In case you missed it: Sept. 4

It may just be my imagination, but the economy's tumultuous ride this year seems to have spurred an even greater number of surveys and studies focused on the state of employment. As we gear up for the release of today's BLS report on unemployment, here's a look at some of the highlights we've seen over the past two weeks:

Online Recruitment Magazine. Heaviest job cuts are behind us. Typically, Labor Day initiates some of the heaviest downsizing periods of the year, but this year could buck the trend. In an analysis of layoff trends, Challenger, Gray & Christmas, Inc. found that the heaviest job-cutting of the year may have occurred in early 2009, with 711,100 positions being slashed between January and April. Job cuts between May and July totaled 282,948. (August data is still being compiled.)

The "Productivity Drain" survey, as reported by The Boston Globe: Employee survey: Layoffs can hurt productivity. In a Harris Interactive survey commissioned by The Workforce Institute and Kronos Incorporated, 40 percent of respondents whose workplaces experienced layoffs in the past year felt that the overall productivity of their organization has been negatively impacted.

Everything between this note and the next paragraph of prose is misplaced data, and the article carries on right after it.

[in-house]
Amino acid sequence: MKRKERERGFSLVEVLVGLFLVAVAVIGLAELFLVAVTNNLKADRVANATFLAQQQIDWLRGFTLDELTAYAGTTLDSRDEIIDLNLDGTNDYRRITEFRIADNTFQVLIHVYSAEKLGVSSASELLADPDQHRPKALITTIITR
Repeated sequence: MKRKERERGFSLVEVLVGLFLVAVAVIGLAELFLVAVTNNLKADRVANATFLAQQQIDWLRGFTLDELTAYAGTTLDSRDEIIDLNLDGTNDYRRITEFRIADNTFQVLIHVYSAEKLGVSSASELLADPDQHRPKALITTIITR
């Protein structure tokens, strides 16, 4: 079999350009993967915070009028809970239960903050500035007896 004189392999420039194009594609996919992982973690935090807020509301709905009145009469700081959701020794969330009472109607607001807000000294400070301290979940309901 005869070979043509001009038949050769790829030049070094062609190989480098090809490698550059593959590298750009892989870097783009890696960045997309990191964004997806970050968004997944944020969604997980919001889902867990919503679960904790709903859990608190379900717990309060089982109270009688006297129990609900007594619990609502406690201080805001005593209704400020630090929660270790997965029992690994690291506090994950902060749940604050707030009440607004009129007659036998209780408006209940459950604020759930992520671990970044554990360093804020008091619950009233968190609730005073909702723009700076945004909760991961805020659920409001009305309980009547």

The fifth annual Employment Dynamics and Growth Expectations report, as reported by Reuters: U.S. Employers see hires in year ahead. A survey conducted by Robert Half International and found that more than half of employers surveyed (53 percent) plan to hire full-time employees in the next 12 months. Four in 10 employers plan to hire contract, temporary, or project workers, and another four in 10 plan to hire part-time employees.

Workforce Management's Global Work Watch: A 21st Century Connection With Workers. A report released in August by Watson Wyatt Worldwide found that 43 percent of firms expect a permanent decrease in staff size in three to five years compared with pre-economic crisis levels. Blogger Ed Frauenheim points to the effect these reductions in the workforce will have on how companies engage workers in the future.

These reports seem to confirm that the worst is over for the American workforce, and are a glimmer of hope that the economy will rebound soon is emerging. And they also lead us to wonder if maybe layoffs weren't the most effective way to deal with the recession after all ...

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